Last Wednesday, we sat at the breakfast table at 07.10 a.m. and discussed my mystery novel in progress. I told my husband and daughter that I'm planning to strangle the victim with a pair of nylons.
My husband weighed his head from side to side. "I doubt nylons would work," he said.
"Of course they would." I frowned at him.
Neither of us, of course, have any clue what we're talking about, but that doesn't stop us from taking a strong view and clinging to it.
"The material is way too fragile." My husband buttered his toast.
"Not at all," I refilled my tea mug. "If bundled together, it stretches out and becomes extremely resistant."
My daughter bit into her bread and managed to smear a dollop of chocolate spread on her nose. "You'd have to test it," she said.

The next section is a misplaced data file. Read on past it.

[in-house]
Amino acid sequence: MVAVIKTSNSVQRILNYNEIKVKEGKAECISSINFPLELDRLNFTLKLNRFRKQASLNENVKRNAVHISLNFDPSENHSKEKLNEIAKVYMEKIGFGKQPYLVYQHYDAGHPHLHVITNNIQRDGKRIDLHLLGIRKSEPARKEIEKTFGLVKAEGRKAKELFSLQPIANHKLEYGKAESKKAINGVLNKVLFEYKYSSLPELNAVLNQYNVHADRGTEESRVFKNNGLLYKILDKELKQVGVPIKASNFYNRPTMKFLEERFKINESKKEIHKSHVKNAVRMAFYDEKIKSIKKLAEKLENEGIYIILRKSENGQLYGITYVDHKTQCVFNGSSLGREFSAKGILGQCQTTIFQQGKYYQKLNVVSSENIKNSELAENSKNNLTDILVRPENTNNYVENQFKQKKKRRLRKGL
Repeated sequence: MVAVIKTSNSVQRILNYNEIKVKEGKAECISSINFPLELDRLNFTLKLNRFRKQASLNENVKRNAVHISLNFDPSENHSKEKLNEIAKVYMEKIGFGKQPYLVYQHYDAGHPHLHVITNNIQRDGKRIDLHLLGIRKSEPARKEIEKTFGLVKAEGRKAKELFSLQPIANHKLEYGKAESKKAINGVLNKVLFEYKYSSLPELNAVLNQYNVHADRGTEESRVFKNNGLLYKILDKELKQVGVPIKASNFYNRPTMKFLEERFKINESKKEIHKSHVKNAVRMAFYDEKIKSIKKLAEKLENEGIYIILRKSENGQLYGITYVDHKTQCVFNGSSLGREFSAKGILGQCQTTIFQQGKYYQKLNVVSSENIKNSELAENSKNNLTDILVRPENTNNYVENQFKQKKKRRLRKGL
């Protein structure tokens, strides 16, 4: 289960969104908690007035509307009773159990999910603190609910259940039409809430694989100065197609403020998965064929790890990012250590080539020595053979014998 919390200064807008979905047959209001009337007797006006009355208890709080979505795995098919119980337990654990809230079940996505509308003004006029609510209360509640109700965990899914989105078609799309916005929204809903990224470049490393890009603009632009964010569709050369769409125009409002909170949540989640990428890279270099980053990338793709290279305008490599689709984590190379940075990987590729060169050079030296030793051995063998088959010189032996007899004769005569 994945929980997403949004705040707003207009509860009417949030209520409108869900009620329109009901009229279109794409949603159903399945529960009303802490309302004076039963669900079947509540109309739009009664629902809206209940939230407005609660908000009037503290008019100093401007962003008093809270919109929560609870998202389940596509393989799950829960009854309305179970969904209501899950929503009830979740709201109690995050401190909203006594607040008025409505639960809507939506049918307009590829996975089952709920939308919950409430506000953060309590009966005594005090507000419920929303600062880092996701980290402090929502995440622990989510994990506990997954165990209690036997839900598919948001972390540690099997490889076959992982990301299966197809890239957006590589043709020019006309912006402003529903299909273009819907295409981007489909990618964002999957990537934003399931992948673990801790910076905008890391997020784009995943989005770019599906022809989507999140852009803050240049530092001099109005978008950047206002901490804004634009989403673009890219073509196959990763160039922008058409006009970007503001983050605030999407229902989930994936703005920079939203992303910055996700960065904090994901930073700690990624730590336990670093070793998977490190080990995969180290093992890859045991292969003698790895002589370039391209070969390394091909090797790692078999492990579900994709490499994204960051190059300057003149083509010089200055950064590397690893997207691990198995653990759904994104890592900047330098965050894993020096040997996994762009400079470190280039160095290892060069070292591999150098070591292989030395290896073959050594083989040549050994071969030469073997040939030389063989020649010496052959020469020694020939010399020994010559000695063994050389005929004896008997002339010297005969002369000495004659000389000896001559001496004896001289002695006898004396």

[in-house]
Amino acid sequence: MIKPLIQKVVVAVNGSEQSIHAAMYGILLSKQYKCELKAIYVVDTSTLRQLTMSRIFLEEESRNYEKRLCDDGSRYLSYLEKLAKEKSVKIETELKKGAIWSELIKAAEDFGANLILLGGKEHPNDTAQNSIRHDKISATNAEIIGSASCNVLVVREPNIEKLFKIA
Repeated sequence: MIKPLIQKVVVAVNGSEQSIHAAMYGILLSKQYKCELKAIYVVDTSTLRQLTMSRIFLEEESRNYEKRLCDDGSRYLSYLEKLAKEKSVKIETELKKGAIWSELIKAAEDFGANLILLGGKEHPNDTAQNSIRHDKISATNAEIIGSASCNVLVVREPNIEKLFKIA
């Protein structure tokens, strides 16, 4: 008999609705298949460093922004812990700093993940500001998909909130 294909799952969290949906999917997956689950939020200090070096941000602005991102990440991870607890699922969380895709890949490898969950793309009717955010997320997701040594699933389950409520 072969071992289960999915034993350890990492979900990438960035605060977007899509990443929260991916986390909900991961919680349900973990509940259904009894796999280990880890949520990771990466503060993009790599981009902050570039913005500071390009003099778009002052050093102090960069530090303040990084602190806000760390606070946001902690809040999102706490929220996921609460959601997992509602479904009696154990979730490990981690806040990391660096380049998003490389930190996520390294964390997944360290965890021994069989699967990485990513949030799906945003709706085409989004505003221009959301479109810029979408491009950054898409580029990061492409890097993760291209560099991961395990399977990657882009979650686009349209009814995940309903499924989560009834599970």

I laughed. "No way. I don't want to lose either of you."
My daughter brightened. "We could try it on a teddy-bear."
It was at this point that I realized how much being an author had changed my life.
How boring our conversations used to be, how predictable. Now, my stories catapult me into areas I've never thought about. They make me explore things I did not know existed, all in the quest of getting it right. I'm off to strangle a teddy-bear now, but do tell me what crazy things you've done for your stories to "make it real" . . .